Quickboost 48468 1/48 Hawker Typhoon Seat w/Safety Belts
AMLM 49 015 Hawker Typhoon Mk.Ib/Late Camouflage painting masks
Aviaeology Decals 1/48 Hawker Typhoon Aircraft Stencil & Data Markings
Master 1/48 Air Master Series 48083 Hawker Typhoon Mk.Ib late type cannons
CanMilAir custom decals (invasion stripes painted; decals used for proper positioning)
Other after-market items available are numerous; entirely up to you. After-market RPs are a must, as the kit-supplied rockets, just like the cannons, will inevitably fail the "prototypical" test. As well, resist the temptation to use resin cockpits, as none could replicate the true tubular cockpit structure of the actual Typhoon cockpit, and the kit sub-assembly, when "dressed up" with some of the cockpit components of the Eduard 49 684 detail set, is a real winner. And, best of all, it fits!
June 07, 2015: 71 years later to the hour:
Lt/Col (ret) John Lawson and Dr. Roper A rapt audience, CAHC Art Gallery
Now back to the builds
Essentially, the Italeri kit is a rebox of the Hasegawa Typhoon Mk.Ib Bubbletop 9060 (JT60), minus the 4-bladed propeller. An excellent review by Tom Cleaver can be found on MM:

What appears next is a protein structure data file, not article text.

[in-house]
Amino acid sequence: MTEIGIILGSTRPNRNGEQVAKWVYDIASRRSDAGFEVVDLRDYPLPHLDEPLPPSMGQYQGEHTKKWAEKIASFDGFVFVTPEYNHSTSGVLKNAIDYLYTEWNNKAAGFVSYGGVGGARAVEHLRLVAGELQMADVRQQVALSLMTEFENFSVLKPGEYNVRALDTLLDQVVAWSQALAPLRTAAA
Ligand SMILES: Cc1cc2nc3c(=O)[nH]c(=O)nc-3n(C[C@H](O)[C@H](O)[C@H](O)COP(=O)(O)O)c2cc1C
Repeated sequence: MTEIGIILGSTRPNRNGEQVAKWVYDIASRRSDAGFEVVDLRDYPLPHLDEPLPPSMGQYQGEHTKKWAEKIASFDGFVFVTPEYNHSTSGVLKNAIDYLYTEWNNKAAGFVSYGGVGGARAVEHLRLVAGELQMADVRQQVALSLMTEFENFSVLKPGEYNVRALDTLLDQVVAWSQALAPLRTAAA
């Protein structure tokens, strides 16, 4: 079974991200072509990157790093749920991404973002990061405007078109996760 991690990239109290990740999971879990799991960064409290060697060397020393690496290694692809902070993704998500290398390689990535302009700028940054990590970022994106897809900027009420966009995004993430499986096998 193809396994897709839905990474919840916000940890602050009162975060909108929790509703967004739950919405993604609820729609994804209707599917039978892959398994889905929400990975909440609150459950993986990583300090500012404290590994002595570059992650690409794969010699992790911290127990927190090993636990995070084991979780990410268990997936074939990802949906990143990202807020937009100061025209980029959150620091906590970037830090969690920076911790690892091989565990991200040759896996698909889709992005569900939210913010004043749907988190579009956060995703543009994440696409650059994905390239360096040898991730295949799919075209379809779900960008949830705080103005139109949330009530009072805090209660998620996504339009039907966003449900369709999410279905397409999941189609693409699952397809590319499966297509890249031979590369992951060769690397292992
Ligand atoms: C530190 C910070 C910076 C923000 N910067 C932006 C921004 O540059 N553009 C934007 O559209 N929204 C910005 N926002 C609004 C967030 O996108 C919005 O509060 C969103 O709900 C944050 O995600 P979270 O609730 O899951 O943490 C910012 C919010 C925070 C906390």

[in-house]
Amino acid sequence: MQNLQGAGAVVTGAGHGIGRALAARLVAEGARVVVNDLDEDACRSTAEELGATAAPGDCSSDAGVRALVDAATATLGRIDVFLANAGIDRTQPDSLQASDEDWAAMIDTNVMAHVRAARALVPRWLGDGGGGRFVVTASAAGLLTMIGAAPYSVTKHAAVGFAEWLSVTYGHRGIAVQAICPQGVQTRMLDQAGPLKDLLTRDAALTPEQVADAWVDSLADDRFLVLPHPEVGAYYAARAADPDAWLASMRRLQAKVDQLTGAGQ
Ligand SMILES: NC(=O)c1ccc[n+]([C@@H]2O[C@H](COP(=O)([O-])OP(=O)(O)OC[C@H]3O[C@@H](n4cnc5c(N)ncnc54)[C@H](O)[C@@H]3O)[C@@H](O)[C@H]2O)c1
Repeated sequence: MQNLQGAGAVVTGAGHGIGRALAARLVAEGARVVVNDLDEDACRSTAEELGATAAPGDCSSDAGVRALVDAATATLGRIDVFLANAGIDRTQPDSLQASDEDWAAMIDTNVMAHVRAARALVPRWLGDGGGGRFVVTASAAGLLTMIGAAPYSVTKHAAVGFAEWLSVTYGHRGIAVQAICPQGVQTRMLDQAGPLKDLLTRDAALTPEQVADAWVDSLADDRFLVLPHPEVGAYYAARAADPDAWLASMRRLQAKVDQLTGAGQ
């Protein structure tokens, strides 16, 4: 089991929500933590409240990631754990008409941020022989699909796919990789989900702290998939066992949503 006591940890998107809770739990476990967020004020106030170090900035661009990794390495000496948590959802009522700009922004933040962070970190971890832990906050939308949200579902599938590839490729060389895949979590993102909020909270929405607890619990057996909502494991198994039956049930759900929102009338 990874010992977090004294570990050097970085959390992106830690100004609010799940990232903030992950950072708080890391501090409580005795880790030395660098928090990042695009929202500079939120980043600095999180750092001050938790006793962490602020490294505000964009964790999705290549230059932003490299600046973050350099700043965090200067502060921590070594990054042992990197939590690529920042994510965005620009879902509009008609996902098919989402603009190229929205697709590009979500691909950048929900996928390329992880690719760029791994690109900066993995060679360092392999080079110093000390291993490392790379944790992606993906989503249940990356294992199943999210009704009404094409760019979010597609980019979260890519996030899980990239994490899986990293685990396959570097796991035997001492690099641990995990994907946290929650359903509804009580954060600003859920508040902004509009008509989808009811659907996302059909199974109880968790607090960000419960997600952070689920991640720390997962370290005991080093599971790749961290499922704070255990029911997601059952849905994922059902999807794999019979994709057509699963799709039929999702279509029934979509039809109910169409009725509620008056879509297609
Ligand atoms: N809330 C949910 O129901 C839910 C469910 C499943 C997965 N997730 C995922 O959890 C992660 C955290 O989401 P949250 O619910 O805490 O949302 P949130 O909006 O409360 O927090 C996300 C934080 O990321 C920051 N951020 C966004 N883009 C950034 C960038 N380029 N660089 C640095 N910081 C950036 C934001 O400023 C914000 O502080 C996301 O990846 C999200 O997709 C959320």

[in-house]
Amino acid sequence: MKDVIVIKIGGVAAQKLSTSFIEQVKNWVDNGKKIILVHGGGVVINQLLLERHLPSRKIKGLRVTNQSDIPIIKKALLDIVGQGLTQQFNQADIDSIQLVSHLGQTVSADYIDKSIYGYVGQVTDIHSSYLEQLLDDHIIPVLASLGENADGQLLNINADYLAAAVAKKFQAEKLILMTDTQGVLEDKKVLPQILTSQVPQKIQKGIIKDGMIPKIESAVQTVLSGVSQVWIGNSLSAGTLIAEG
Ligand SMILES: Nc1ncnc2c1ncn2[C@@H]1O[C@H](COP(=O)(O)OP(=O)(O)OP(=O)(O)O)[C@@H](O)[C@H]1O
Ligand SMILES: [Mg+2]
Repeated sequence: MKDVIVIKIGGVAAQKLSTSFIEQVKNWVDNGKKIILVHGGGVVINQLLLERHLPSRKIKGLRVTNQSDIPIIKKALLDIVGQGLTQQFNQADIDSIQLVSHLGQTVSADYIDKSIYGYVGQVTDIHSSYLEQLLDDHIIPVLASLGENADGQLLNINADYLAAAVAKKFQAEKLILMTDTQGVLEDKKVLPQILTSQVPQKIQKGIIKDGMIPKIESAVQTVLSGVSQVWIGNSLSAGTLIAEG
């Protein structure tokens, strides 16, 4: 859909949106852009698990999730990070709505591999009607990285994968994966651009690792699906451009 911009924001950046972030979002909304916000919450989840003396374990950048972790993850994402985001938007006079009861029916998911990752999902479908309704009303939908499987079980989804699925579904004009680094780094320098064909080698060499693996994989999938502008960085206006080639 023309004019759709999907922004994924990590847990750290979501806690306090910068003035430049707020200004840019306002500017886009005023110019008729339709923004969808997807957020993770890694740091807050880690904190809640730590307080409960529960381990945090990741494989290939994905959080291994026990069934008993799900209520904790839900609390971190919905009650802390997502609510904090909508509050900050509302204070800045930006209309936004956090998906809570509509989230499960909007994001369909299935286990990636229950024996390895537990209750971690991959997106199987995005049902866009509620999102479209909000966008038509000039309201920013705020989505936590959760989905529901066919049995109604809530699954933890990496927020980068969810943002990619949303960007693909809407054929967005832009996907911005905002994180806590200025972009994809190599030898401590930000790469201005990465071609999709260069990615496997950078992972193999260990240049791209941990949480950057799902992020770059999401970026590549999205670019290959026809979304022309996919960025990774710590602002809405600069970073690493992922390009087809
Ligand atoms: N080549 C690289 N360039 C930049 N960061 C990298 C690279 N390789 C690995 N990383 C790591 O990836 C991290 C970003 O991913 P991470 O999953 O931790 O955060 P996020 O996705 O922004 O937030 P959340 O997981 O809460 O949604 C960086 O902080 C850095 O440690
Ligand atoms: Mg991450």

Not having the audacity to attempt to improve on Tom's review, I will concentrate on the comparative builds. Photographs of TP-X will be on the left, SA-Q on the right.
SA-Q only: I prepare the leading edges by simply removing the kit cannon fairings with a fine saw, and following the Air Master instructions. "Drill proper holes (3.70 mm) ...": I used a new 9/64" bit, and enlarged the resulting holes slightly to a snug fit with a rat tail file. Attach cannons with a generous amount of cement, and carefully adjust according to instructions. Any slight imperfection remaining once the cannons are attached can be sanded down, and the supplied flanges will make quick work of finishing the cannon 'task' with most satisfactory results.
Painting: TP-X: Tamiya Liquid Surface Primer (a 'best' effort to eliminate the gaps between the wing fairings and the attached cannon extensions), then Tamiya X-1, thinned 50-50 with Tamiya Lacquer Thinner; SA-Q: Vitry Ultracolor (France) nail polish, color #19, thinned in the same fashion (Tamiya primer and thinned paint are too thick; the fine details on the cannons would be 'lost'); two very LIGHT applications will provide color almost without detail loss.